Because of weird cards like Bridge from Below, I wanted to go through this UR Delver deck before playing any games and identify how different cards could interact favorably with the Dredge deck.  I think that it’s important to get into the mindset of looking for weird ways to interact so that you’re not making things up on the fly in actual games.

Fortunately, our pre-board interactions are pretty straightforward as far as I can tell.  Counterspells stop huge spells like Breakthrough from just killing us on the spot.  Creatures and Price of Progress give us a realistic chance of racing.  Lastly, your burn spells and Grim Lavamancer give you ways to interact with Bridge from Below, since you can kill your own creatures to exile Bridges.  In particular, instant speed burn means that you can wait until they go all-in on generating zombies and kill one of your creatures in response to the Bridge from Below triggers.  The Bridges get exiled and because of the way Bridge from Below is worded, the Dredge player does not get any zombies to beat down with.

To sum everything up, here’s how I think you’re approaching this from the Delver side of the match-up.  Counter early discard outlets at all costs.  If they kept a loose hand, this will give you a few turns to run out creatures while they have to find missing pieces.  Otherwise, just run out a few creatures, counter draw spells, and look for opportunities to exile multiple Bridges with burn spells.


With this out of the way, I played ten games where I ran both sides of the matchup just to see how the games tended to play out.  Before I get into the games against actual players, I wanted to sum up the things that I took away from the solitaire games.

On the Dredge Side:

  1. If the Delver deck isn’t applying a ton of pressure, it’s definitely more than possible to just draw, discard, dredge every turn and grind them out with Bloodghast and Cabal Therapy.  If your Bridge from Belows get exiled, this is your primary plan. The Narcomoeba/Bloodghast beatdown plan is better than it seems.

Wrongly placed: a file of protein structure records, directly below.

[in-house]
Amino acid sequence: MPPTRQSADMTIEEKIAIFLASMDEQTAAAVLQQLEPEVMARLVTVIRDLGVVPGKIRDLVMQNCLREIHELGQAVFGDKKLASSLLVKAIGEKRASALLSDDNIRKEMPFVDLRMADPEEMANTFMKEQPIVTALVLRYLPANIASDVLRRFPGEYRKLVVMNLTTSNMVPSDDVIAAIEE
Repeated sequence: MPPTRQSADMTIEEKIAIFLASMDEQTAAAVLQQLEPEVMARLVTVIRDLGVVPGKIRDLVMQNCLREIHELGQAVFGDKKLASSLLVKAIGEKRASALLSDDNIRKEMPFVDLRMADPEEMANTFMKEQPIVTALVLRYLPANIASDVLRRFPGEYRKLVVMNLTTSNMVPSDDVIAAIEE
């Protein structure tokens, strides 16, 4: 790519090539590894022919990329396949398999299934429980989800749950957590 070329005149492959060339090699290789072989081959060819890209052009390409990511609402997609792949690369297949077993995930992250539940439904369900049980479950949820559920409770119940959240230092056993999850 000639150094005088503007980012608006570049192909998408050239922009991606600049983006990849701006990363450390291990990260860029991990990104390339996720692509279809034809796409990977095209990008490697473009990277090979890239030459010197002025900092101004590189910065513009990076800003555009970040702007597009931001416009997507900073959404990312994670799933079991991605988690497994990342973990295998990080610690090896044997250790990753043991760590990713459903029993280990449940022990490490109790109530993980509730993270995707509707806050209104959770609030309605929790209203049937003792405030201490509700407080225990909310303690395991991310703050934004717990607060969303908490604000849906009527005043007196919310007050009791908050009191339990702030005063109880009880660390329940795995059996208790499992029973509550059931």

1. Cabal Therapy is a very difficult card to play with.  Generally, blind Therapies name Force of Will or Daze. If you resolve an important spell when they’re tapped out, Spell Pierce and Lightning Bolt aren’t bad calls either.
  1. The game changes a lot depending on who’s on the play or draw.  If you’re on the play, you really want to have some kind of enabler and a Dredger.  If you’re on the draw, you can start with the slow dredge plan so that you don’t have to cast spells into their countermagic.
  1. The problem with the slow dredge plan is that if the Delver deck applies adequate pressure, you have to start casting spells into their countermagic.  Once you do that, then just dredging and discarding isn’t really an effective plan anymore. You’ve already invested multiple turns into that plan instead of just trying to kill them.
  1. Resolving Sun Titan means you win the game.  You can pretty easily Dread Return Sun Titan into play and use his trigger to set up another Dread Return that either wins the game or easily sets you up to win next turn.

On the Delver Side:

  1. You are capable of racing if you have a Delver of Secrets or Goblin Guide backed by a reasonable amount of burn or countermagic.  Fundamentally, the match-up hinges on whether or not you have a one drop.  If you have one, then you get to play a game.  If you don’t, you’re very likely to lose.
  1. You have to be aware of how Bridge triggers go on the stack.  You don’t want to attack into Narcomoeba that can trade because they will end up with Zombies. But, you can block without fear if that ends up happening.  The Active Player’s triggers go on the stack before the Non-Active Player.  It’s just like how when each player has a Huntmaster of the Fells in play, you want to be the one who passes the turn without playing a spell.
  1. The spells that you want to counter are exactly what you’d expect.  Lion’s Eye Diamond is the most dangerous card in their deck, followed by their draw spells.  Other than that, it generally doesn’t matter whether you counter their spell or not since everything else they do is usually more about sacrificing creatures than the actual effect of the spell.
  1. You are the aggressive deck in this matchup.  Dredge can sometimes combo off and just kill you on turn one or two. But, they’re also more than capable of just grinding you out with Bloodghast.  You want to capitalize on early dredges that miss key cards. If you give them more time, they will find the cards they need to kill you.

Getting in Some Games

With these lessons under my belt, I brought both decks to our Standard GPT and planned on getting in a few games with some of the better Legacy players at the store.  I got in a few hours before the event started to help make sure everything at the store was ready to go. When Chris showed up, I asked him to play the Dredge end of the matchup for a best-of-five match.  We’d play the first two games unsideboarded to get an idea of how the dynamic of the pre-board matchup changes based on who plays or draws.